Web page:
With the 34-24 lead with 10:28 left, Penn State made a 43-yard field goal to pull within 34-27 with 6:35 left. And then the head-scratching moments began. Michigan then drove to the Penn State 27-yard line but an illegal procedure penalty pushed the ball to the 32.
“We had the wrong play in, and the clock ran down on us,” quarterback Devin Gardner said.
Fitz Toussaint, who had six rushing yards in the first half and 27 for the game — 1-yard per carry — then was stuffed for a 3-yard loss and with the ball at the Penn State 35-yard line, Michigan called time out with 57 seconds left. Hoke opted to have Matt Wile pooch punt on fourth-and-17.
Hoke said he considered a field-goal attempt, and might have gone with that option had there not been the 5-yard penalty.
“But if we could pooch it down there or (have) them starting at the 20 instead of the 35-yard line, I like those odds a little better,” Hoke said.
In retrospect, obviously, the potential points might have been the better option.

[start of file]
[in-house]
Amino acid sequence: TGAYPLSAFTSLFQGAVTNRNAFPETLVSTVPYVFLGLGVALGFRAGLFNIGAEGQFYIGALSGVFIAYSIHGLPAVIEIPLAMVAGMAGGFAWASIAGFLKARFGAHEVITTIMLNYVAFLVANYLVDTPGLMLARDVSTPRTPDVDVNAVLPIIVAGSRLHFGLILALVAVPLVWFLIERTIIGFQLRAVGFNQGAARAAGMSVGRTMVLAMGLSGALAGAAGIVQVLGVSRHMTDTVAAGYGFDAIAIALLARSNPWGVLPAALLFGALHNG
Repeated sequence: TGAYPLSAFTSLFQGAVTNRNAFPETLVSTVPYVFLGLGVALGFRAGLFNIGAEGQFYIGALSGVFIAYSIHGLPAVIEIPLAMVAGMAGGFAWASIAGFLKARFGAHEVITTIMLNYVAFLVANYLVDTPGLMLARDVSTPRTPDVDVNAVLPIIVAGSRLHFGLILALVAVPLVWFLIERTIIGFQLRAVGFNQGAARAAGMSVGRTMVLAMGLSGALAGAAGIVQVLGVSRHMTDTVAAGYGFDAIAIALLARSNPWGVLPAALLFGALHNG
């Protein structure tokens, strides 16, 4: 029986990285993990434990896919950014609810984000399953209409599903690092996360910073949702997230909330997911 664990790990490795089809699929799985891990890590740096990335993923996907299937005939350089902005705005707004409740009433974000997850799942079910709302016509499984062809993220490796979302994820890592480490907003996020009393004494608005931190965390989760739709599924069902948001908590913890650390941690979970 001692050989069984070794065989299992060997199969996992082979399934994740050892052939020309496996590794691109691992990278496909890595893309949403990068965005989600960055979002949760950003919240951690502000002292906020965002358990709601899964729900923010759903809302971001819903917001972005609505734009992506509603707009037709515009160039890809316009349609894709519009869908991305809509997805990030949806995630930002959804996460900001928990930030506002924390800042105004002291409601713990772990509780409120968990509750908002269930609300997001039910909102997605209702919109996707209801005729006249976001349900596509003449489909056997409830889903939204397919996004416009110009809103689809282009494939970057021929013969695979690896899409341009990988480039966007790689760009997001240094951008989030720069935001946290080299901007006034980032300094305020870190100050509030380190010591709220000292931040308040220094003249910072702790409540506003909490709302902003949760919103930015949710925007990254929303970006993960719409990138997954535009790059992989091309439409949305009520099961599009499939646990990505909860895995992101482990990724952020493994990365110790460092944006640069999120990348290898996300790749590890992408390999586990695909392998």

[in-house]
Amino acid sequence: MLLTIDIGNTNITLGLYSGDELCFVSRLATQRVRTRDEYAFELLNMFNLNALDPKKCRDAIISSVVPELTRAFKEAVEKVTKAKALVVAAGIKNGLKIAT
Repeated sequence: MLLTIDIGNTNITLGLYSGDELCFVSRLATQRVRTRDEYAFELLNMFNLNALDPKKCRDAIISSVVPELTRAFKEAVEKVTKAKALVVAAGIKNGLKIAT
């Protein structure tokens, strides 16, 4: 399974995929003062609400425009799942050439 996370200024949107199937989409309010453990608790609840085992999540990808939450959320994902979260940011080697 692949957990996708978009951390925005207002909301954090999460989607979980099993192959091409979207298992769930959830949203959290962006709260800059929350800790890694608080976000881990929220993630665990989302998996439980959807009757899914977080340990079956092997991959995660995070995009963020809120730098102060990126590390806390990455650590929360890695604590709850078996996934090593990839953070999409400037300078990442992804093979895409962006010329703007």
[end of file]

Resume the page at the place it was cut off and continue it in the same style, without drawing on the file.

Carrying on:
Penn State had one last drive left with 50 seconds left and made the most of it. Freshman quarterback Christian Hackenberg completed a 29-yard pass to Brandon Felder, beating freshman cornerback Channing Stribling. Hackenberg picked on Stribling again, this time throwing for 36 yards to Allen Robinson who made the catch over the freshman.
“We’ve been playing him a little bit more, some dime stuff, trying to put another DB on their tight end,” Hoke said of Stribling.
Hackenberg scored on a one-yard run to tie the game at 34.
And then there was overtime.
Normally sure-footed Brendan Gibbons missed a 33-yard field goal that would have won the game after Frank Clark recovered a Penn State fumble in the third overtime. And in the fourth, after Gibbons made a 40-yarder, Penn State coach Bill O’Brien decided it was time to win the game. He made the decision to go for it on fourth-and-one and then the Nittany Lions scored the game-winning touchdown.
“We could sit here and keep trading field goals back and forth, but eventually it was time for someone to win the game, and I had the opportunity to do it,” O’Brien said. “I felt like it was time to go for the win.”
Yes, Gibbons missed a critical kick, but this loss wasn’t on him.